Changes help Huskies’ Ellzy to surpass 1,000 points
CADIZ – Transitions in softball and basketball have allowed Katie Ellzy to do great things in each sport.
In softball, she started out as a catcher. Over the years she went to pitching camps, primarily to improve her skills behind the plate. But after a knee injury in junior high, Ellzy went from the backstop to the mound and became a full-time pitcher.
It led her to a scholarship to play softball at Robert Morris University.
In basketball, Ellzy was actually a point guard starting out. She was the best ball-handler in middle school and junior high. That changed quickly in high school, though.
“Coach (Nick) Yourkovich told me at my first practice that I’d never have to be a point guard again,” said the 5-foot-10 Harrison Central junior. “I was going to be playing a lot inside.”
It led her to 1,000 points, already, in a three-year high school career.
On Feb. 16, Ellzy scored 24 points in a 64-52 win over Monroe Central in a Division III sectional opener at Dover.
No. 1,000 came in the fourth quarter on her 21st point of the night. Ellzy brought down an offensive rebound and took it straight back for a layup to give the Huskies as comfortable 51-38 lead with five minutes remaining.
“Once I got it, I was excited,” she said. “I saw my points on the scoreboard and when it came down to it, it was a huge weight off my shoulder. I was nervous the whole time.
“I really wanted it to happen my junior year to be the first one in school history to get 1,000 as a junior. It was a goal we were all looking forward to and I couldn’t have done it without my teammtes.”
Harrison Central recorded a 20-5 record in 2013-14, the most in program history. It also captured its first Ohio Valley Athletic Conference 4A title and advanced to the Eastern District semifinals for the first time.
However, it was the Huskies’ demeanor off the court which aided their play on in the most.
“Our relationship outside of basketball really helped us,” Ellzy said. “We all got along very well and each made the same goals for the season. We played as a team and were more like a family than ever before.”
Yourkovich, the fifth-year head coach, stepped down from the Harrison Central football staff in the offseason and focused on more basketball drills with the girls in the summer.
“He was always there working with and doing new things with the offense,” Ellzy said. “It really helped out having him there early on and we were more comfortable with everything as the season started.”
Ellzy ended her junior campaign with 17.9 points and seven rebounds per game – numbers that were actually down from her output as a sophomore.
“She sort of let some of the scoring go somewhere else,” Yourkovich said. “Katie is the ultimate team player and we had a lot of other girls step up to have the season that we did.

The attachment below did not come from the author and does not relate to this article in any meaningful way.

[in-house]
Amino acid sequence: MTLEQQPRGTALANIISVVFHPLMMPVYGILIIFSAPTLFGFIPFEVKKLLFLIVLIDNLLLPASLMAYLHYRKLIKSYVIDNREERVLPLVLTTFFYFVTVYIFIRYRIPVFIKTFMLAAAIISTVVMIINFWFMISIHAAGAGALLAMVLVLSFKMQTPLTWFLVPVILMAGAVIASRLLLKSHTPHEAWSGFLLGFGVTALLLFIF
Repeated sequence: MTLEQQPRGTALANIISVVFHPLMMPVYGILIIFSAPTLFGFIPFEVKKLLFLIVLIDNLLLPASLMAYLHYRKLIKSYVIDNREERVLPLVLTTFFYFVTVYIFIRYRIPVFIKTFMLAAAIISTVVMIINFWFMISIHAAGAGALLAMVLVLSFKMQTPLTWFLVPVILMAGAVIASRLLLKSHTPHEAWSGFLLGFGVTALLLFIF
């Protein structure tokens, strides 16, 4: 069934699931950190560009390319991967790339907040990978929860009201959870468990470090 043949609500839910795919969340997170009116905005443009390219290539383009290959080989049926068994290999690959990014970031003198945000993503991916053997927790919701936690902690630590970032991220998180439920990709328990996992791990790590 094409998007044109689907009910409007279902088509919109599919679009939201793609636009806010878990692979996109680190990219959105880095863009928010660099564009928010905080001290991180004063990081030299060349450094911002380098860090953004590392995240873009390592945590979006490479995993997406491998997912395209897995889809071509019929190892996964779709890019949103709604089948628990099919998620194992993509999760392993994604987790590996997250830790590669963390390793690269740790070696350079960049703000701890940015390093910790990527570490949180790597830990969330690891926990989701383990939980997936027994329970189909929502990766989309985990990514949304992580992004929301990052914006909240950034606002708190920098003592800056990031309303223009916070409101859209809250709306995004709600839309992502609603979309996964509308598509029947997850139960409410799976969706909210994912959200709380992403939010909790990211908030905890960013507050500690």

“As a team, being able to some things we did this year, that’s going to give us even more confidence. They know those things can be accomplish.”
Such as Ellzy’s 1,000-point milestone and third team award on the all-state team.
“She was a 57-percent shooter, this season,” Yourkovich said. “That’s a big improvement for her. She’s just been steady – being consistent for three years has allowed her to do what she has, offensively and defensively. We know what we were going to get from Katie because she’s been able to be so good so early.
“She stepped into starting lineup halfway in her freshman year and took off from there.”
Ellzy followed in the equally sizeable footsteps of Madison Richards, who was a senior when Ellzy was a freshman.
Richards was a Division III All-State honorable mention after averaging nearly 20 points in the 2011-12 season.
“I was very nervous and I knew I had big shoes to fill with Madison graduating,” Ellzy said. “She worked with me and made me the player I am now. She taught me a lot. Being a freshman and a new post player, altogether, she taught me a whole lot about playing inside.”
Yourkovich says Ellzy is one of the best athletes he’s coached, which makes her credentials as a successful two-sport athlete even more viable.
“Her footwork and touch around the basket allow her to be a force,” Yourkovich said. “She can jump and run, too.
“Playing at such a high level in softball has made her confident on the court.”
As a member of Team Pennsylvania traveling softball, Ellzy has been as far south as Florida and as far west as South Dakota for summer games.
Last spring, she struck out 173 batters in 160 innings on the mound for Harrison Central. Her earned run average was 1.66, but Ellzy is equally strong at the plate with a .463 batting average and school record 37 hits in a season.
“As soon as Robert Morris gave me an offer, I couldn’t pass it up,” she said. “It’s really close to home, which is great, because I didn’t want to go away too far. It was a big weight off my shoulders knowing where I want to go and be secure for college.”
Still, it’s hard to shed the basketball player image.
“The main thing is my height,” Ellzy said. “As soon as someone new sees me they’ll say, ‘Oh, you must be really good at basketball,’ not knowing that I’m more comfortable with softball and that I’m better at it.”